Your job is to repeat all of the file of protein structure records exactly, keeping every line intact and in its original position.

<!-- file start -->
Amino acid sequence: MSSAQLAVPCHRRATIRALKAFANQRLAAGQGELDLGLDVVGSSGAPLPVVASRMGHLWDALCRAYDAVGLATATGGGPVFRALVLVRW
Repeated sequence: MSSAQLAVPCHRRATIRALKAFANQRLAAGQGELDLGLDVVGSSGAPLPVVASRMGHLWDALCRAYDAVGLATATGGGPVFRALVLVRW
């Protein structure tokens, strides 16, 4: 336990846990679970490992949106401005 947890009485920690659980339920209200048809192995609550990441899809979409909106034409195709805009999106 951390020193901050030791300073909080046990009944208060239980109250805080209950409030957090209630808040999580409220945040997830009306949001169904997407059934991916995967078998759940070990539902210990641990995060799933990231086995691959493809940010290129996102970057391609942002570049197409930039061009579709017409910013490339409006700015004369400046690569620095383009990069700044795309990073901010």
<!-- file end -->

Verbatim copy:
Amino acid sequence: MSSAQLAVPCHRRATIRALKAFANQRLAAGQGELDLGLDVVGSSGAPLPVVASRMGHLWDALCRAYDAVGLATATGGGPVFRALVLVRW
Repeated sequence: MSSAQLAVPCHRRATIRALKAFANQRLAAGQGELDLGLDVVGSSGAPLPVVASRMGHLWDALCRAYDAVGLATATGGGPVFRALVLVRW
């Protein structure tokens, strides 16, 4: 336990846990679970490992949106401005 947890009485920690659980339920209200048809192995609550990441899809979409909106034409195709805009999106 951390020193901050030791300073909080046990009944208060239980109250805080209950409030957090209630808040999580409220945040997830009306949001169904997407059934991916995967078998759940070990539902210990641990995060799933990231086995691959493809940010290129996102970057391609942002570049197409930039061009579709017409910013490339409006700015004369400046690569620095383009990069700044795309990073901010």